5. Beta Don

    gas pedal is too easy

    The problem isn't so much with the throttle, it's that 1st gear is such a low ratio that it's not easy to take off smoothly without spinning the tires or jerking the passengers around. Once you get used to it . . . . and it does take awhile . . . . you won't find it's a problem any longer. My problem is I drive the TC so seldom that every time I have to begin getting used to it all over again, but once I've driven it 2 or 3 days in a row, it all seems perfectly normal to me Don
  6. Beta Don

    OEM tires and wheelspin

    It's not what it does to the speedometer that's the problem - It messes up the transmission shift points which affect all sorts of things, not the least of which is how long the transmission may last. It will also cost you fuel economy for sure. Modern computer controlled vehicles depend on the tire circumference being very close to what they programmed the computer for to get the best results Don
  7. Beta Don

    Another Newbie coming aboard

    Welcome! The SWB vans can be hard to find - I suppose you found one 5 miles from your home and didn't have to hunt like we did. We found ours in Georgia, about 300 miles away, but it was worth the trip. We got an excellent deal on a 2014 with only 12,000 miles on it IMO, it's the most versitile of all the models, the way the rear seats can be quickly removed and reinstalled as needed. We only use ours for long trips (we have three EV's for everything else) and we regularly get 30 mpg on the freeway at 65 mph. You are right . . . . much more like driving a car than a van Don
  8. Beta Don

    Factory jack needed

    IMO, $60 is a pretty good price for something to hold one corner of your van up so you can change a tire - I'd jump on it at that price Don
  9. I agree 50K is the perfect time to service the trans . . . . either that, or buy an extended warranty which covers the trans - You can't just drain it and refill it unless you do that 4 or 5 times because draining it doesn't get even half of the old fluid out . . . . most of it is in the torque converter which doesn't drain White is the universal car color - I have 4 white cars. Two 2012 Mitsubishi electric cars which are 'Diamond White Metallic, a 2017 Chevy Volt which is Iridescent Pearl Tricoat and the 2014 TC which is just plain white. None of them show dirt very much so I can do other things with my weekends other than washing cars. I had a beautiful Black on Black Supra once . . . . for about 3 years and then I had it painted white. Everybody should own a black car once in their lifetime. If you buy a second one, we know what you like to do on Saturdays . . . . Wash the car! Don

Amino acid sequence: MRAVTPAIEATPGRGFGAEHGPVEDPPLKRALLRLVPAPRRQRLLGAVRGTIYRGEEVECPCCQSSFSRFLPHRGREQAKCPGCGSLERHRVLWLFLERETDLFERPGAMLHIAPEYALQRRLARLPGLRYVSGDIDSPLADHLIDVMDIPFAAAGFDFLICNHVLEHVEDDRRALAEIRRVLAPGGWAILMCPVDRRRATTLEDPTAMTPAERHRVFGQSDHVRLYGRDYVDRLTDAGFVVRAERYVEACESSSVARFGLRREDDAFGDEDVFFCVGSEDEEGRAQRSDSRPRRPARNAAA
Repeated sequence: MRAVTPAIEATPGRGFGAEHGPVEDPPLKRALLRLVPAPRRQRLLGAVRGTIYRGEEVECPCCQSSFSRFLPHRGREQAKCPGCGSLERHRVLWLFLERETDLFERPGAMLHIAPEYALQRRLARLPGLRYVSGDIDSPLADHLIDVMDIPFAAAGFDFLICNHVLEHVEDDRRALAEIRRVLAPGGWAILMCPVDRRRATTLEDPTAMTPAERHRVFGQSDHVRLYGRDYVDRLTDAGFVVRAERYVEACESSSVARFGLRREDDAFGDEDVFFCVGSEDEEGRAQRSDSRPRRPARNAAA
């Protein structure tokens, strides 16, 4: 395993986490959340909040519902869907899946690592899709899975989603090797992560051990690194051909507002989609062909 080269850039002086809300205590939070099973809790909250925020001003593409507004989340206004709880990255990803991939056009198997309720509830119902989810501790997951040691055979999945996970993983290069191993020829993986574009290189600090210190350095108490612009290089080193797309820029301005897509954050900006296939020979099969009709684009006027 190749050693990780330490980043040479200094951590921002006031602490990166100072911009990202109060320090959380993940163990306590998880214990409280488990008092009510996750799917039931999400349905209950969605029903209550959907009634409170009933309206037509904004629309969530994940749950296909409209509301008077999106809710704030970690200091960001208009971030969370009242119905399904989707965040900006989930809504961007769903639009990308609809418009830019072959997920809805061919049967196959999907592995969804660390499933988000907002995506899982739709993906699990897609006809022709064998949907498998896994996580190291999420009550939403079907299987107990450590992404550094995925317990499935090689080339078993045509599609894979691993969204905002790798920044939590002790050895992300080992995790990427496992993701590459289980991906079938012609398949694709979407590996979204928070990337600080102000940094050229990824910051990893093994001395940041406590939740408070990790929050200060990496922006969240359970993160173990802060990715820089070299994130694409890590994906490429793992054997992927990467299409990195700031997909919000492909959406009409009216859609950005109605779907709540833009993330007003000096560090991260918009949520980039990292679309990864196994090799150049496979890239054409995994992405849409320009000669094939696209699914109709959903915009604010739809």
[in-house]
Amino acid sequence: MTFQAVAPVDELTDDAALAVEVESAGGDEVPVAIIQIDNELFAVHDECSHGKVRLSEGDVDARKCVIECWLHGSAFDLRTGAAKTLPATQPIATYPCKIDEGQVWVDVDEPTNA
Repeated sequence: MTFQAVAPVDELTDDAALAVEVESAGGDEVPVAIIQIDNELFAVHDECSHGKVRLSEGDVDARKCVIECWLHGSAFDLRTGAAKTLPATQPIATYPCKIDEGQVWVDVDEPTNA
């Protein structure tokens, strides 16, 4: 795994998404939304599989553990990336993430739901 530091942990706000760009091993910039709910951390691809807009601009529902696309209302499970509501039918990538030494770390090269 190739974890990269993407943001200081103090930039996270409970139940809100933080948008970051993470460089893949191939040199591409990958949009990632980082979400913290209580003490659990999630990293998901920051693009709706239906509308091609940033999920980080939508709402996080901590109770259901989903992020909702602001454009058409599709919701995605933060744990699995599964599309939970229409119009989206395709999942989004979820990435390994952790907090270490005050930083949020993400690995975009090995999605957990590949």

10. I upgraded my OEM steering wheel with cruise to a leather wheel with radio controls. I sold my OEM wheel to someone here on the forum who did exactly what you're wanting to do - Add OEM cruise. He did it, so I'm sure it can be done. Search here for his discussion and you should learn all you need to know Don
  11. As an EV driver now for the past 8+ years, I don't see this ever happening - It's just not needed, so why would anyone design an EV like that? The battery is the single most expensive part of the car, so why would you ever want to replace it? There are numerous EV's on the road now with 250,000 miles plus on the original battery, which is already approximating the useful life of most ICE vehicles. At that point, you toss the entire car and replace it, don't you? The typical useful life for all cars in the USA is considered to be 200K, so as long as you've got batteries which last 200K, you wouldn't be looking to replace them Google "Sparkie Chevy Volt" and read up on a car with 400K still on it's original battery - True, not all of those miles were on electricity only, but more than 150K of them are and the battery range remains pretty much constant. They haven't been out long enough yet, but we'll soon be reading about 200K mile Chevy Bolts. There are already Teslas used as Uber vehicles with more than 300K on them The need to replace EV batteries really isn't much of an issue . . . . even our lowly, inexpensive iMiEV's came with a 10 year, 100K warranty on the battery Don